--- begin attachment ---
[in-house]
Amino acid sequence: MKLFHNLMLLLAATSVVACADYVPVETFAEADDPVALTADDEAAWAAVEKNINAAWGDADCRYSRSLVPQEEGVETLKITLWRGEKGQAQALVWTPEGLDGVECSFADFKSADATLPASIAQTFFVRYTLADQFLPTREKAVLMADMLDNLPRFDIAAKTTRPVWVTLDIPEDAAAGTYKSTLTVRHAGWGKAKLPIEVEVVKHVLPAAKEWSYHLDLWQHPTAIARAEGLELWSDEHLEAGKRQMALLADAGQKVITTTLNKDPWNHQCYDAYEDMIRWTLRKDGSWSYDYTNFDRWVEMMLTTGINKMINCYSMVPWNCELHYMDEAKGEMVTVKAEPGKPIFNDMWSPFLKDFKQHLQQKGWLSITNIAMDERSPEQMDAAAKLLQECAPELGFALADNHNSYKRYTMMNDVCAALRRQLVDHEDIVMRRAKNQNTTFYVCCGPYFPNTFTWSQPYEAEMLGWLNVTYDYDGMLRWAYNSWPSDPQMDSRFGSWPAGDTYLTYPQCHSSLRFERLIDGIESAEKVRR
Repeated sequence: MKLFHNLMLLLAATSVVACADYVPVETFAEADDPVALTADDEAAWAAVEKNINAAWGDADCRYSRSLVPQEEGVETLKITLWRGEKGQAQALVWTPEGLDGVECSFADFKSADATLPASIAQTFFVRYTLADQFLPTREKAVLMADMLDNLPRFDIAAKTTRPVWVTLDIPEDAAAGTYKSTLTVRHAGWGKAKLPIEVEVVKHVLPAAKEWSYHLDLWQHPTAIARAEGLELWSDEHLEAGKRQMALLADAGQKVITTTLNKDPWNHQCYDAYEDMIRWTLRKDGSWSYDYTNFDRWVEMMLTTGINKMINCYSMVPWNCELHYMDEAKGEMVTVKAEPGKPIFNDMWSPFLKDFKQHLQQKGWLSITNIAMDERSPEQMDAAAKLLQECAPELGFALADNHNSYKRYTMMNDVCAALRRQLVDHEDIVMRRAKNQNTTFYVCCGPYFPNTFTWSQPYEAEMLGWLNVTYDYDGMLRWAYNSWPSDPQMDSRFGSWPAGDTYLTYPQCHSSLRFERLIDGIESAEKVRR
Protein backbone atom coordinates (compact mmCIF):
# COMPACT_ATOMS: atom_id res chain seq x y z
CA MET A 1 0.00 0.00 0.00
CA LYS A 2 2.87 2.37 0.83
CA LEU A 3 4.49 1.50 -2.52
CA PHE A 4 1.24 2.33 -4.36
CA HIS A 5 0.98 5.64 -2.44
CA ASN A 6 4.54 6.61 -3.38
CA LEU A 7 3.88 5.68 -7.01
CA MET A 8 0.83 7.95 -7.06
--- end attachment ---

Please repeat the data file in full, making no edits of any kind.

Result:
[in-house]
Amino acid sequence: MKLFHNLMLLLAATSVVACADYVPVETFAEADDPVALTADDEAAWAAVEKNINAAWGDADCRYSRSLVPQEEGVETLKITLWRGEKGQAQALVWTPEGLDGVECSFADFKSADATLPASIAQTFFVRYTLADQFLPTREKAVLMADMLDNLPRFDIAAKTTRPVWVTLDIPEDAAAGTYKSTLTVRHAGWGKAKLPIEVEVVKHVLPAAKEWSYHLDLWQHPTAIARAEGLELWSDEHLEAGKRQMALLADAGQKVITTTLNKDPWNHQCYDAYEDMIRWTLRKDGSWSYDYTNFDRWVEMMLTTGINKMINCYSMVPWNCELHYMDEAKGEMVTVKAEPGKPIFNDMWSPFLKDFKQHLQQKGWLSITNIAMDERSPEQMDAAAKLLQECAPELGFALADNHNSYKRYTMMNDVCAALRRQLVDHEDIVMRRAKNQNTTFYVCCGPYFPNTFTWSQPYEAEMLGWLNVTYDYDGMLRWAYNSWPSDPQMDSRFGSWPAGDTYLTYPQCHSSLRFERLIDGIESAEKVRR
Repeated sequence: MKLFHNLMLLLAATSVVACADYVPVETFAEADDPVALTADDEAAWAAVEKNINAAWGDADCRYSRSLVPQEEGVETLKITLWRGEKGQAQALVWTPEGLDGVECSFADFKSADATLPASIAQTFFVRYTLADQFLPTREKAVLMADMLDNLPRFDIAAKTTRPVWVTLDIPEDAAAGTYKSTLTVRHAGWGKAKLPIEVEVVKHVLPAAKEWSYHLDLWQHPTAIARAEGLELWSDEHLEAGKRQMALLADAGQKVITTTLNKDPWNHQCYDAYEDMIRWTLRKDGSWSYDYTNFDRWVEMMLTTGINKMINCYSMVPWNCELHYMDEAKGEMVTVKAEPGKPIFNDMWSPFLKDFKQHLQQKGWLSITNIAMDERSPEQMDAAAKLLQECAPELGFALADNHNSYKRYTMMNDVCAALRRQLVDHEDIVMRRAKNQNTTFYVCCGPYFPNTFTWSQPYEAEMLGWLNVTYDYDGMLRWAYNSWPSDPQMDSRFGSWPAGDTYLTYPQCHSSLRFERLIDGIESAEKVRR
Protein backbone atom coordinates (compact mmCIF):
# COMPACT_ATOMS: atom_id res chain seq x y z
CA MET A 1 0.00 0.00 0.00
CA LYS A 2 2.87 2.37 0.83
CA LEU A 3 4.49 1.50 -2.52
CA PHE A 4 1.24 2.33 -4.36
CA HIS A 5 0.98 5.64 -2.44
CA ASN A 6 4.54 6.61 -3.38
CA LEU A 7 3.88 5.68 -7.01
CA MET A 8 0.83 7.95 -7.06